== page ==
Review: ‘Agatha’

Billed as 'an imaginary solution to an authentic mystery', Kathleen Tynan's original story fills in the gaps of Agatha Christie's well-publicized disappearance in 1926.

Billed as ‘an imaginary solution to an authentic mystery’, Kathleen Tynan’s original story fills in the gaps of Agatha Christie’s well-publicized disappearance in 1926.

Christie, portrayed by Vanessa Redgrave in superlative fashion, is confronted with the breakdown of her marriage to war hero Timothy Dalton, who is prepared to marry his secretary (Celia Gregory). She flees to a remote health spa, where she sets in motion a unique form of revenge, while thousands scour the British countryside for some sign of her.

Enter Dustin Hoffman as a celebrated American journalist. He, too, joins the search, at first with the idea of a story, and then pursuing more romantic notions.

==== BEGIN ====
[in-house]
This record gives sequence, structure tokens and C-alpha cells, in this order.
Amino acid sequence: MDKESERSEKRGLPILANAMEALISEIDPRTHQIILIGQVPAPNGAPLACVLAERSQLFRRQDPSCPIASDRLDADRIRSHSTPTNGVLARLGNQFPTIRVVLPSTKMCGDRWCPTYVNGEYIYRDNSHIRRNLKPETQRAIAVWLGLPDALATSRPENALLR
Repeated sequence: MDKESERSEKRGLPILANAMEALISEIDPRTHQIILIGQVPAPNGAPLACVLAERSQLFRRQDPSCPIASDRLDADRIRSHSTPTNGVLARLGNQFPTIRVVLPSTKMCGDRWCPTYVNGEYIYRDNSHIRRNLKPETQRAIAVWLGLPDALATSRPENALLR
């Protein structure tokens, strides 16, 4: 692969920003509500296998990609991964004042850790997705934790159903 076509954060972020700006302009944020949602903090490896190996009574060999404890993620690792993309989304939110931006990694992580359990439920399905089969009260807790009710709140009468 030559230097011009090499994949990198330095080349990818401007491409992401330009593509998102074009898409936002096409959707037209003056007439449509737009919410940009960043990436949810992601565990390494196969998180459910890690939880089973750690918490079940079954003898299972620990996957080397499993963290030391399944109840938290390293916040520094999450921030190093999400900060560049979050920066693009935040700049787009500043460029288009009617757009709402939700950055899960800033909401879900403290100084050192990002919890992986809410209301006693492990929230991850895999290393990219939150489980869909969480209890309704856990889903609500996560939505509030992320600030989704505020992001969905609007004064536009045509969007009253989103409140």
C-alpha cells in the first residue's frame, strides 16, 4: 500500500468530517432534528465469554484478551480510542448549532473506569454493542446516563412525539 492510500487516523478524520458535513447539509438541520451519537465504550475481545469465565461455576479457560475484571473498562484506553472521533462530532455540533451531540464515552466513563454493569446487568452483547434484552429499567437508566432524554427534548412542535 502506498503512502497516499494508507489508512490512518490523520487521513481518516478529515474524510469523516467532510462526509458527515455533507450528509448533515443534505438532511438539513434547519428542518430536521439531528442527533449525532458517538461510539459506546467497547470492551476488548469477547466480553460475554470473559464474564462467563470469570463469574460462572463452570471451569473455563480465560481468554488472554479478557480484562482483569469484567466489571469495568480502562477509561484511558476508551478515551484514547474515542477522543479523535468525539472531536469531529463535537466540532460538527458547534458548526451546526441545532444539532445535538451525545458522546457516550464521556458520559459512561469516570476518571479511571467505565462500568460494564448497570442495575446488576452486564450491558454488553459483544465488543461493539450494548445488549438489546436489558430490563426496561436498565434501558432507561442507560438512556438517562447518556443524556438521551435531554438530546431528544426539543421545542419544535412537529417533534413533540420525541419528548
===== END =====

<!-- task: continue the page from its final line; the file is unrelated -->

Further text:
Director Michael Apted has perfectly recaptured the mood of post-World War I Britain, and the film is gorgeously photographed by Italian cinematographer Vittorio Storaro.

Agatha packs a surprise twist that the real Agatha Christie might have envied.

1979: Nomination: Best Costume Design




Warner/First Artists. Director Michael Apted; Producer Jarvis Astaire, Gavrik Losey; Writer Kathleen Tynan, Arthur Hopcraft; Camera Vittorio Storaro Editor Jim Clark; Music Johnny Mandel Art Shirley Russell


(Color) Widescreen. Available on VHS. Extract of a review from 1979. Running time: 98 MIN.


Dustin Hoffman Vanessa Redgrave Timothy Dalton Helen Morse Celia Gregory Paul Brooke
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